Pupils at a boarding school who were diagnosed with HIV were not told of their diagnoses in an organised manner, an inquiry has heard.
In the final day of evidence this week in the Infected Blood Inquiry relating to Lord Mayor Treloar College, a boarding school in Hampshire, lead counsel Jenni Richards QC outlined the evidence that has been heard.
Several former pupils and their relatives appeared this week detailing their experience of attending the specialist school for children with disabilities in the 1970s and 1980s.
From 1973, pupils with haemophilia began attending the school and were treated at an on-site NHS centre.
From the 1980s onwards, pupils started being diagnosed with HIV and hepatitis after receiving infected blood products which were given to them as a form of treatment for haemophilia.
As a result, 72 haemophiliac pupils have since died.
On Friday, Ms Richards recalled how some witnesses – who either gave evidence this week or in an earlier hearing in 2019 – told of their experiences of discovering they had tested positive for HTLV-3, the former name of HIV, or Aids.
For pupils who were not diagnosed, they highlighted scenarios such as room-mates not returning to school after a holiday break and being told not to be concerned about it.
“In relation to how individual pupils were informed they had tested positive for HTLV-3, the evidence the inquiry has received and heard suggests there was not a single, uniform approach adopted,” Ms Richards told the inquiry.
“There are witnesses who recall being told in a group with other pupils, in a matter-of-fact way, ‘You have it, you don’t, you have it, you don’t’. Others recall being told on their own by Dr Aronstam (a consultant haematologist at the centre), possibly with others.”
She added: “We have heard evidence this week that communication appears over quite a long period of time in the sense that there are some (pupils) who may have been told in 1985, others may not have been told until 1986, which raises the question about there being delays given we know that Dr Aronstam certainly had a number of results by March of 1985.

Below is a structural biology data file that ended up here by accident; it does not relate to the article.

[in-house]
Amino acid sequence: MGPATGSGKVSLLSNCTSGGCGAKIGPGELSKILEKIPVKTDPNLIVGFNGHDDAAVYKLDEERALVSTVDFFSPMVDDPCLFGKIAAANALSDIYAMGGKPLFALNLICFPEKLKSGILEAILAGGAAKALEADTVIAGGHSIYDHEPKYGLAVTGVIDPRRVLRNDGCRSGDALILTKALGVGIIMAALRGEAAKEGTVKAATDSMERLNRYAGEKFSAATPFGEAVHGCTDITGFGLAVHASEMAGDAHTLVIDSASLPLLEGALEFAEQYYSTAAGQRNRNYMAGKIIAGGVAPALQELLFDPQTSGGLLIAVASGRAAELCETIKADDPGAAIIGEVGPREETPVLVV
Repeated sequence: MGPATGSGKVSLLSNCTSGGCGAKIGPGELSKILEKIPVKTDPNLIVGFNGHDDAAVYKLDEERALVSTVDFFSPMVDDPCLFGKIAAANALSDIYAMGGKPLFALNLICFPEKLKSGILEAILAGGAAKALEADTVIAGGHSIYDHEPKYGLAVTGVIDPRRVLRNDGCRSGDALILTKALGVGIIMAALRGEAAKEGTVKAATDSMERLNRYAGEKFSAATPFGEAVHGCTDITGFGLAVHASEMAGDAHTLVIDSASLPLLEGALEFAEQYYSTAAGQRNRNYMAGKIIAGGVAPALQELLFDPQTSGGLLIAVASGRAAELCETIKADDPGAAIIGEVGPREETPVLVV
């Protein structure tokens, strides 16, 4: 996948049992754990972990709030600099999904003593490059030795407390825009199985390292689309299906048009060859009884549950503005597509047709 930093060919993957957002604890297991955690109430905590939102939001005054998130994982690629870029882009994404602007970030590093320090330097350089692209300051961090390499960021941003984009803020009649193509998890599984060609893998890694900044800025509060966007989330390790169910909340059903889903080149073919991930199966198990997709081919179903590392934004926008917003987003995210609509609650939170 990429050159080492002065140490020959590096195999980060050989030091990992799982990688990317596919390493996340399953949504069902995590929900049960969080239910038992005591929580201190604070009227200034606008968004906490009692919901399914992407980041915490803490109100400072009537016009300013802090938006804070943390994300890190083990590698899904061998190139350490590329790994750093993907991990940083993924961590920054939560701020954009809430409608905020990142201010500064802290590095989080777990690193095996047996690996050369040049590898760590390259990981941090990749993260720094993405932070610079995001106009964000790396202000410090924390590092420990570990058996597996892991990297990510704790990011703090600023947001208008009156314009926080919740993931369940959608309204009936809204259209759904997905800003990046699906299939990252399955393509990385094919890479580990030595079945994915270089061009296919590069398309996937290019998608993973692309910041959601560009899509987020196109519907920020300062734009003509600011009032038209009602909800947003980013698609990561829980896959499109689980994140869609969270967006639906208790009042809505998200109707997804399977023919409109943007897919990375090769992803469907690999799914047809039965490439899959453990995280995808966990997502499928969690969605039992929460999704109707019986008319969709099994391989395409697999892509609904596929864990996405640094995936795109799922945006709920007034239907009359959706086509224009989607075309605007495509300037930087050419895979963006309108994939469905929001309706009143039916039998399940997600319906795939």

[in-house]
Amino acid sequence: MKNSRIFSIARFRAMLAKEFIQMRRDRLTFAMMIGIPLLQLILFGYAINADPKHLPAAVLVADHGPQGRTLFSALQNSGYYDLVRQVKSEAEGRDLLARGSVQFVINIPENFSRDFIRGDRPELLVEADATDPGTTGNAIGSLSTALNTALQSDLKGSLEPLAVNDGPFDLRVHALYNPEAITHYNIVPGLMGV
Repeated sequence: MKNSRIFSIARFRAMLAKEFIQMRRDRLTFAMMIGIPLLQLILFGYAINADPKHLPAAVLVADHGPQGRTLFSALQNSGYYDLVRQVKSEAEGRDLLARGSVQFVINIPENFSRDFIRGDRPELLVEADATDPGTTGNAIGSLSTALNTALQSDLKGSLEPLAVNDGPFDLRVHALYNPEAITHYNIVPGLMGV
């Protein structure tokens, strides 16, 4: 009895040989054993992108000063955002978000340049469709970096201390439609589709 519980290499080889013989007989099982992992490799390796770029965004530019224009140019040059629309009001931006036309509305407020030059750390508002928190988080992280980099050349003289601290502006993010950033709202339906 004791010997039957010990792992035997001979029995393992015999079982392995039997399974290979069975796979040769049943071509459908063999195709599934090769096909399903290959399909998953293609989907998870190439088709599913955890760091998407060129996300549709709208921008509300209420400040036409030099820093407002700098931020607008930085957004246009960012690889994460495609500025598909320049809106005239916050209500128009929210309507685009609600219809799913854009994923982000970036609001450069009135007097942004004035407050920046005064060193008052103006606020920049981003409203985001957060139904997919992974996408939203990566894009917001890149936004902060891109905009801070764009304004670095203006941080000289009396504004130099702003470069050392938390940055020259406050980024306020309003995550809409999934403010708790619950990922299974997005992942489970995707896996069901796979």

“We’ve heard evidence this week which suggests that some pupils may not have been told at all. There’s also evidence which paints a picture that, for the most part, parents do not appear to have been told directly by the haemophilia centre.
“There does not appear to have been any consideration given to having a person there, whether parent, house master, or someone in loco parentis, to provide emotional and pastoral support in what must have been a horrific time.”
For the hepatitis diagnoses, she said there appeared to be no “systematic approach” when informing parents that their children were showing abnormal liver functions, while pupils who were concerned about symptoms showing in their friends were told it “was not something that they needed to be concerned about”.
“Everything that you have heard and read so far paints a very clear and powerful picture of the effect that this has had on individuals’ lives,” she added.
Later in the afternoon, the inquiry heard evidence relating to research projects undertaken during the 1970s.
Several trials took place, including analysing the effects on using prophylactics to treat the haemophiliac boys, plus studies into hepatitis.
During the course of one hepatitis study, Dr Peter Kirk, who worked at the haematology centre at the school, requested the participants only receive one type of blood product, the inquiry heard.
Despite the concerns surrounding giving the boys different types of blood products during the trial, there was not “a change of therapy, or change in the approach to treatment”, following the study, Ms Richards said.
Letters were also shown demonstrating doctors asking for permission for the boys to take part, however some of the forms “simply don’t explain what it is the parent is consenting to”, she added.
The hearing has now taken a break for several weeks and will return in July where evidence will be heard from government witnesses.